THINK Week in Review – The “Perspectives” Edition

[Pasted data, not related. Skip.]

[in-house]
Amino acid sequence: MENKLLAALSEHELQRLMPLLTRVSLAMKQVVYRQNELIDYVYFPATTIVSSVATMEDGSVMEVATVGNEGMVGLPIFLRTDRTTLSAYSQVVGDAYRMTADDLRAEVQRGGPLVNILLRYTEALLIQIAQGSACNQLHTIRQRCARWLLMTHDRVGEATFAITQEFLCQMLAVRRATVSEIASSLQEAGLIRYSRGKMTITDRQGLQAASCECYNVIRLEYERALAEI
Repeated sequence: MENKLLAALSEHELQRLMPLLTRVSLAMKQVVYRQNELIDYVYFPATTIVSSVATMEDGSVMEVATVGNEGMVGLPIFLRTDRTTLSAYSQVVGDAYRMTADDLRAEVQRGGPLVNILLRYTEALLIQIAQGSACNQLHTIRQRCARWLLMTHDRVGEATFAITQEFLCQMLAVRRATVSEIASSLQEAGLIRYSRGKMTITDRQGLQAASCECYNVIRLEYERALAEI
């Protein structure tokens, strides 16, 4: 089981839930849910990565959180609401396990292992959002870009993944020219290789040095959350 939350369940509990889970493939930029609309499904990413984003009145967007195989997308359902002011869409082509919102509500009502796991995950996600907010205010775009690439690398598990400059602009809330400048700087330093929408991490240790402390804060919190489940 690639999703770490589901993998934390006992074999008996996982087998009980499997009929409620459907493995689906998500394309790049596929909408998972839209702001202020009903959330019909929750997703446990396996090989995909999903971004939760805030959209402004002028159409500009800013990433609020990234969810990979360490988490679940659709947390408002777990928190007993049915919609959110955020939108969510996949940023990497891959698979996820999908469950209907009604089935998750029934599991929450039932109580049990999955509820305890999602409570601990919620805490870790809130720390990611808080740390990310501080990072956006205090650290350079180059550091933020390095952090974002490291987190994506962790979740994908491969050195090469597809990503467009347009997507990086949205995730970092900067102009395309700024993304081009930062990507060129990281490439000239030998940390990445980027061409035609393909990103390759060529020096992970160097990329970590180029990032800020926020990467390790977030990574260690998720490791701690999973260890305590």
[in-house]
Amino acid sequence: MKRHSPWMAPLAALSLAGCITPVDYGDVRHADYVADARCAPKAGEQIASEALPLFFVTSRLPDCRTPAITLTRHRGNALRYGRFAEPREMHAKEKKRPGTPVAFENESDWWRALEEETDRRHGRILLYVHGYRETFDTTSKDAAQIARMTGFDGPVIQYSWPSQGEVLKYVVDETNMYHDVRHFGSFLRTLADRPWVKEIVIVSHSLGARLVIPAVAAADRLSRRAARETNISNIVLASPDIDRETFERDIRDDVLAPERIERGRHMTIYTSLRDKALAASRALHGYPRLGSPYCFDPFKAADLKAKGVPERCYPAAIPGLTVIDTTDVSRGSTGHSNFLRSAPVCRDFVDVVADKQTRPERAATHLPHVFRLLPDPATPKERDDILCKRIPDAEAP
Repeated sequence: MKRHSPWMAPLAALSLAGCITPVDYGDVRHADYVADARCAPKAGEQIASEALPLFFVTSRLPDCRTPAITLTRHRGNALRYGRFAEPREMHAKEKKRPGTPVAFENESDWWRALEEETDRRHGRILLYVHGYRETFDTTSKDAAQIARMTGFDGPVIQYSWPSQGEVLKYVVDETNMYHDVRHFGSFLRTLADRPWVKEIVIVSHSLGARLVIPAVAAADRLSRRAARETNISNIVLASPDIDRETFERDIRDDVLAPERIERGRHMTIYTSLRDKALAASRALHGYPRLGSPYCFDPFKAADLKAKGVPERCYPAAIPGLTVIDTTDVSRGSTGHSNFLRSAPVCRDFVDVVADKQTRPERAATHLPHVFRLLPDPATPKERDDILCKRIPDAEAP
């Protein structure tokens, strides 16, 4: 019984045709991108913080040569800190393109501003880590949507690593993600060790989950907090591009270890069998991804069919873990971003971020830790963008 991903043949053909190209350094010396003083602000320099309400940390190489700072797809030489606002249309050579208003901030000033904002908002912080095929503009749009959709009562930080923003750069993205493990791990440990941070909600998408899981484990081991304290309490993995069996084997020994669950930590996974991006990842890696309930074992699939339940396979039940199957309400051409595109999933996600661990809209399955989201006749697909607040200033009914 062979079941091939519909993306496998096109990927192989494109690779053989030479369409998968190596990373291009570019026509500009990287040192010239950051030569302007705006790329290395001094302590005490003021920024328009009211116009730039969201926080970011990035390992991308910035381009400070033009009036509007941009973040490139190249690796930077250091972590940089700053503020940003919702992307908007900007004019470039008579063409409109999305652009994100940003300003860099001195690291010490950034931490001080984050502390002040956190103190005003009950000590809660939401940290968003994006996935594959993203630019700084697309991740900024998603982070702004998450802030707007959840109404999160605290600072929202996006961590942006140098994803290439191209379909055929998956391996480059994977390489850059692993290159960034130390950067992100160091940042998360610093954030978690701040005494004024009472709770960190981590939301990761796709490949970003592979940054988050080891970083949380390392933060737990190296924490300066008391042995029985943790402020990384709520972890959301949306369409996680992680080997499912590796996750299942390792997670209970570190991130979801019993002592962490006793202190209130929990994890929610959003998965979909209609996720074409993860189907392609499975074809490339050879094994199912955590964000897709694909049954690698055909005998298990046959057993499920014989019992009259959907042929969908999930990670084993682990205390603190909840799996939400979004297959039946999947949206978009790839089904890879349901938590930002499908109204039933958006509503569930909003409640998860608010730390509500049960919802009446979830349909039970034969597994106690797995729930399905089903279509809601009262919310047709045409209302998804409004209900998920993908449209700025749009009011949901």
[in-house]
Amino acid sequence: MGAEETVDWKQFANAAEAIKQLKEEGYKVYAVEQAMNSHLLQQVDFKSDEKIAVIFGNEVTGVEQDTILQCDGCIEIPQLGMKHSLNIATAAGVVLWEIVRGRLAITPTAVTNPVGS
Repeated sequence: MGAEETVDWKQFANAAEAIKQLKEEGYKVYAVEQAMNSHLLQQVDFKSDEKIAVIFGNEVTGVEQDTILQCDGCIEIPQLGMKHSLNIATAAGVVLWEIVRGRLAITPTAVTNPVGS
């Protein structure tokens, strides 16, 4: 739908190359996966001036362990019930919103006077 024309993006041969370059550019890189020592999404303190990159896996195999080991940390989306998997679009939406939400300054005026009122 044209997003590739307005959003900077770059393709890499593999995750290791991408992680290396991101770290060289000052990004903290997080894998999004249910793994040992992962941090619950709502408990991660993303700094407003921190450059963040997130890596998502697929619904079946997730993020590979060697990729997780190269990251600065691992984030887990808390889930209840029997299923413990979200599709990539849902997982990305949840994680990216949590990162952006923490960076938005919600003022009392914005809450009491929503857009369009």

Learning to view a glass as half-full rather than half-empty, redefining problems as opportunities for growth, or increasing one's confidence to view more options as viable might be the new perspective needed by credit unions. As we can see, perspectives are important. There’s a Urgent Need for New Perspectives in Banking. “The best way to keep a fiefdom from becoming a hindrance is to encourage a democratic culture — one that relies on qualitative and quantitative data. As you track more and more data about the customer, member, marketplace and the industry as a whole, you’ll have a better understanding of what you need to do to get everyone in the organization moving in the same positive direction. And with this understanding, you’ll be better able to get ahead of the competition and stay ahead, no matter what the future brings.“ How Machine Learning is Helping Morgan Stanley better understand client needs. “For the foreseeable future, systems like these are complements to the human relationship between advisers and clients. Throughout the industry, the “hybrid” human/machine offerings have been much more successful. Humans can understand the context, deal with client emotions, and process disparate data sets. They still have a very important role to play in financial advising.” Why businesses misunderstand old people. “The most important changes, though, will manifest not in corporate boardrooms but in the lived experience of old age. With technological innovation applied to older consumers’ actual wants, needs, and goals, older adults may soon find themselves living not just longer lives, but better lives, defined by independence and connectedness. For an early preview, watch the transformations coming to assistive audio devices. As hearing aids go, so goes the world.” The real danger of Artificial Intelligence it’s not what you think. “Algorithms aren’t neutral. If we change the algorithm, we change the reality.” And, to add to that: Artificial Intelligence and the stability of markets. “Artificial intelligence is useful in preventing historical failures from repeating and will increasingly take over financial supervision and risk management functions. We get more coherent rules and automatic compliance, all with much lower costs than current arrangements. The main obstacle is political and social, not technological. From the point of view of financial stability, the opposite conclusion holds. We may miss out on the most dangerous type of risk-taking. Even worse, AI can make it easier to game the system. There may be no solutions to this, whatever the future trajectory of technology. The computational problem facing an AI engine will always be much higher than that of those who seek to undermine it, not the least because of endogenous complexity.” Our Love Affair with Digital is over. “We do not face a simple choice of digital or analog. That is the false logic of the binary code that computers are programmed with, which ignores the complexity of life in the real world. Instead, we are faced with a decision of how to strike the right balance between the two. If we keep that in mind, we are taking the first step toward a healthy relationship with all technology, and, most important, one another.”